Often, in debates over well-established scientific theories, the person arguing against the mainstream view will say that it is not up to him to disprove the theory, but that it is scientists' job to demonstrate it.

This is true, in a sense: when a new scientific hypothesis is introduced, its proponents have the onus of demonstrating it. The rest of the scientific establishment has no obligation to disprove the new hypothesis. However, a hypothesis can only rise to the rank of theory by being repeatedly tested, and by accumulating evidence in its favor. This evidence must now be taken into account by the theory's critics.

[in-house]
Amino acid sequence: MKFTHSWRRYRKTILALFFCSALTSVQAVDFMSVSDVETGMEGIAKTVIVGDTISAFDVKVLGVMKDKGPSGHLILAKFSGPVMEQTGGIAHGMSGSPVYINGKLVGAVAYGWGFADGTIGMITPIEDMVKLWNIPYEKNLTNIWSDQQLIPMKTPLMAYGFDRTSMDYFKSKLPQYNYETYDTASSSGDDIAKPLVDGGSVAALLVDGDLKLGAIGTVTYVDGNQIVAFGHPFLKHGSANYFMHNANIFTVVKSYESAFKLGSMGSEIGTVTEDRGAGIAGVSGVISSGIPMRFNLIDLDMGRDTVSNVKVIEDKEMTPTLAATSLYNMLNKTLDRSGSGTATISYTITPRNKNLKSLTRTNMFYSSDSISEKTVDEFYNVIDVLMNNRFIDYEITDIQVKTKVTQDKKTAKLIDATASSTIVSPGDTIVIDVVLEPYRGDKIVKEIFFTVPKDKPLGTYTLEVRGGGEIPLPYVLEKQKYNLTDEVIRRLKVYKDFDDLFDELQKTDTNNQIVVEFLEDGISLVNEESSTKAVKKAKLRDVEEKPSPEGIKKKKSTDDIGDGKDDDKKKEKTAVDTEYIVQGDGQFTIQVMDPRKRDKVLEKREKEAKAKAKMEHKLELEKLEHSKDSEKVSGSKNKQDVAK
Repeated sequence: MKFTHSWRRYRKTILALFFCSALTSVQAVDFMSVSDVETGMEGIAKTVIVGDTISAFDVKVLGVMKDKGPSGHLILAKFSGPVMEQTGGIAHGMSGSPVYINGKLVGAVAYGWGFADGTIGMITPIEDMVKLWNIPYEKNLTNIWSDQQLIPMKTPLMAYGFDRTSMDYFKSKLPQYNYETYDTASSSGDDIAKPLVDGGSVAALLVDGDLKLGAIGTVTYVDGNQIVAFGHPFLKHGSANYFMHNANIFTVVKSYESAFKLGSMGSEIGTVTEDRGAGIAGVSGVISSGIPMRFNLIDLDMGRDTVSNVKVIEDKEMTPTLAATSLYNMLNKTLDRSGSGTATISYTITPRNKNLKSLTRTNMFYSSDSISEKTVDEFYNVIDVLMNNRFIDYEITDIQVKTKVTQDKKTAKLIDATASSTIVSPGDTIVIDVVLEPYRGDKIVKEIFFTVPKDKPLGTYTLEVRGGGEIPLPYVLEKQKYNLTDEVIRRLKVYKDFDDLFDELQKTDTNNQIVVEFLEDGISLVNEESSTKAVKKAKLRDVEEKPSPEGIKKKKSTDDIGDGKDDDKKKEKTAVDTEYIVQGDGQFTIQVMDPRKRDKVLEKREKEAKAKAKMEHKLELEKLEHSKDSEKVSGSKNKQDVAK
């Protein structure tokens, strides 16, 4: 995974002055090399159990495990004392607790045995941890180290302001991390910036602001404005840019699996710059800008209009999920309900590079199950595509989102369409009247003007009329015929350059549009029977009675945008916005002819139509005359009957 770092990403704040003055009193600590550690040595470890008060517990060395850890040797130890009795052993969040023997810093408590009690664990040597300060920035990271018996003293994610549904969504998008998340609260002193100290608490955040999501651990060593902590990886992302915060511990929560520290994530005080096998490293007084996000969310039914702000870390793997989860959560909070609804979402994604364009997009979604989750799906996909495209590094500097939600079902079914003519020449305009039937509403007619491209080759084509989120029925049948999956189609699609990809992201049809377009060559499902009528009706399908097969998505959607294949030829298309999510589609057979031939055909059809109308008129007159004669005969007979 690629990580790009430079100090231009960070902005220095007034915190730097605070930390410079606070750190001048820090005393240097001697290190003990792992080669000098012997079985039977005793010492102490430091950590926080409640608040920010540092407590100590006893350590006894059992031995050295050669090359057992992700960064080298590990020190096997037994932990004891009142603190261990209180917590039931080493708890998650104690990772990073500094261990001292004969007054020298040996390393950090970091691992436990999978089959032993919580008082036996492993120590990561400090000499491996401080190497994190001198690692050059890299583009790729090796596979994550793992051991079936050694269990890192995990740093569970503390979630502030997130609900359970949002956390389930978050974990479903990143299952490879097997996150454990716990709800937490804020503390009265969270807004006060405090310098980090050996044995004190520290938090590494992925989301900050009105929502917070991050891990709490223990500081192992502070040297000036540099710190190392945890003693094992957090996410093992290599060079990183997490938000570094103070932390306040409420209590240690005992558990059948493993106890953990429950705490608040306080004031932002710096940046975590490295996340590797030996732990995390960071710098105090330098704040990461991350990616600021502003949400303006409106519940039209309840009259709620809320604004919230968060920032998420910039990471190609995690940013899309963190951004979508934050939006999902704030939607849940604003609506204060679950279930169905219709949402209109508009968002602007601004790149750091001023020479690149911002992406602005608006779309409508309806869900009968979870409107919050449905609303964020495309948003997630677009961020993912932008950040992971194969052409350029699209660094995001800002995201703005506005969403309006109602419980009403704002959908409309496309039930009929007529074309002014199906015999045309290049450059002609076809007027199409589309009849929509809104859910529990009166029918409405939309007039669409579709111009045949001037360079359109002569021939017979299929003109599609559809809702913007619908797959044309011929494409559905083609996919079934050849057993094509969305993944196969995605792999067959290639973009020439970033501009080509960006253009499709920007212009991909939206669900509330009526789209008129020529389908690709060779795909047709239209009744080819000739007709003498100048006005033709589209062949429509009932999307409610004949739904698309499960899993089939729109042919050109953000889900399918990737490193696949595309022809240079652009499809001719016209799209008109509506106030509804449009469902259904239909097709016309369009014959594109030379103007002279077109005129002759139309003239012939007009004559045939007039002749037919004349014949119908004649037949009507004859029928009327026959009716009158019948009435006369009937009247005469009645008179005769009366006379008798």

Thus, if person A says that relativity is unproven, and person B asks A for evidence, this may be seen as shifting the burden of proof, but B is really asking A to support the positive assertion that the mass of evidence for relativity is not conclusive.

In online debates, when a person challenges a well-established scientific theory, it is almost invariably the case that that person does not know or does not understand the evidence for the theory.

See also


  1. [1]
  2. 2.0 2.1 Ralph McInerny, Why the Burden of Proof is on the Atheist